|Date||1 Mar 2017|
Tree-felling for fuelwood is a major contributor to northern Ghana rapidly turning into a ‘wasteland.’ Presently, desert advancement in northern Ghana alone stands at 0.8km per annum, resulting in the vegetation cover needed to support ecological diversity particularly in Upper East Region already fallen below threshold by 5%. Studies show that local women constitute the largest collectors and users of fuelwood especially for domestic consumption. Unfortunately, they are ignorant of how their activities negatively impact on the environment and the subsequent consequences on daily life. Yet, they are woefully underrepresented in the fight against desertification even though they form the majority of local consumers, are powerful in influencing sustainable consumption decisions and impact newly acquired knowledge onto future generations. Therefore, through this project, we will empower rural women in the use of fuel-efficient cook stoves to reduce their fuelwood demand starting in Chiana in the Upper East Region.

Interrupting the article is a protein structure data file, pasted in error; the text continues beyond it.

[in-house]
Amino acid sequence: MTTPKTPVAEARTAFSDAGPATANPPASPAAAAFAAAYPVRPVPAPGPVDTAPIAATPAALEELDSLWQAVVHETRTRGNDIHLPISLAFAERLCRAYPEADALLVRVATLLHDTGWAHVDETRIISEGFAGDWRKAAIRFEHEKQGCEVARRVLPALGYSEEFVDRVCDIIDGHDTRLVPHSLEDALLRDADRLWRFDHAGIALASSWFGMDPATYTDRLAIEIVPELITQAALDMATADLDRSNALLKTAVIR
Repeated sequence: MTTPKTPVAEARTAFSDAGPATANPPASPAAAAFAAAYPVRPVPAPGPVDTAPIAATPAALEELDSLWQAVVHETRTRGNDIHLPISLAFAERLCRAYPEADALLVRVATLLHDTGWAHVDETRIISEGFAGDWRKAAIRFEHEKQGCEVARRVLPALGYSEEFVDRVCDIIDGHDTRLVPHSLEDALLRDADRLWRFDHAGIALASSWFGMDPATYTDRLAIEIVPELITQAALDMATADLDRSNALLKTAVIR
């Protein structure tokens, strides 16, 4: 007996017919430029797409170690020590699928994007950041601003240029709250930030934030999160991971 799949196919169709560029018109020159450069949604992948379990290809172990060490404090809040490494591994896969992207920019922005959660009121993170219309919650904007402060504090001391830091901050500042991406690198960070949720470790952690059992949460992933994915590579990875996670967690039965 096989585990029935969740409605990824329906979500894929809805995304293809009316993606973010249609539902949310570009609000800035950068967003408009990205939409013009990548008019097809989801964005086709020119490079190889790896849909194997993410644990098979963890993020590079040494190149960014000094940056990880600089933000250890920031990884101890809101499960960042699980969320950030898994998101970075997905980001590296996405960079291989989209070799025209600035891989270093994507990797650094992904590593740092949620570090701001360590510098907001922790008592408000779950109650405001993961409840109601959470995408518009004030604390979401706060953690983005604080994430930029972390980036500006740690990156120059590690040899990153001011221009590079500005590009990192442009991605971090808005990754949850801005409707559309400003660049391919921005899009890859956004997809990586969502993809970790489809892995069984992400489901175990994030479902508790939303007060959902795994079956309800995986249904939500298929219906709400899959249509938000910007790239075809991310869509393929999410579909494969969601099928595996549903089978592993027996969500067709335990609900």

Specifically, we will build the capacity of 400 local women in the construction of fuel efficient cook stoves to replace their traditional three-stone stoves. Additionally, to ensure sustainability of the project and further promote our message among thousands, we will establish the first ever women’s environmental advocacy group, ‘Women Movement for Environmental Balance’ (WOMB). Together with WOMB members, we will embark on house-to-house and school campaigns; organise two radio and video shows each; celebrate the annual UN’s World Day to Combat Desertification; and distribute educational materials (a 5-paged translated energy-efficient user manual; 1,000 flyers and 100 pictorial posters). The successful completion of this project in the first year will at least lead to a reduction in fuelwood demand by these 400 local women by as much as 60%. We also anticipate to reach an estimated 6,000 local people mostly other women directly with our message. Implicitly, important tree species used locally as fuelwood such as the Vulnerable Shea tree (Vitellaria paradoxa), Rosewood (Dalbergia nigra), and the African Baobab (Adansonia digitata) will be protected.
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